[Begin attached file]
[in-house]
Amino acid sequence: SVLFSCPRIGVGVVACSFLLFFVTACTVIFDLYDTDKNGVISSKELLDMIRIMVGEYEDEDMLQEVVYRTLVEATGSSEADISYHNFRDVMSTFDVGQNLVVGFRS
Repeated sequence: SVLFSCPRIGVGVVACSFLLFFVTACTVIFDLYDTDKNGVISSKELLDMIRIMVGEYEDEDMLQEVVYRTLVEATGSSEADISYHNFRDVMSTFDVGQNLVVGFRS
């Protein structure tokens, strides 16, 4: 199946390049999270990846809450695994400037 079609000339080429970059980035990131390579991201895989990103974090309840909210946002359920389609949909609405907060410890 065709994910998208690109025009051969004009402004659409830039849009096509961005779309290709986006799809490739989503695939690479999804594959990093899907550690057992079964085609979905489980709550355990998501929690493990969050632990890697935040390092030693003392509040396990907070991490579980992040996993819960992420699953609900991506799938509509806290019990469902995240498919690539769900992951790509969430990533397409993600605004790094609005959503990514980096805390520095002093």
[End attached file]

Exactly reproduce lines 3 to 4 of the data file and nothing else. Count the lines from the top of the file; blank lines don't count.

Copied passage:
Repeated sequence: SVLFSCPRIGVGVVACSFLLFFVTACTVIFDLYDTDKNGVISSKELLDMIRIMVGEYEDEDMLQEVVYRTLVEATGSSEADISYHNFRDVMSTFDVGQNLVVGFRS
């Protein structure tokens, strides 16, 4: 199946390049999270990846809450695994400037 079609000339080429970059980035990131390579991201895989990103974090309840909210946002359920389609949909609405907060410890 065709994910998208690109025009051969004009402004659409830039849009096509961005779309290709986006799809490739989503695939690479999804594959990093899907550690057992079964085609979905489980709550355990998501929690493990969050632990890697935040390092030693003392509040396990907070991490579980992040996993819960992420699953609900991506799938509509806290019990469902995240498919690539769900992951790509969430990533397409993600605004790094609005959503990514980096805390520095002093």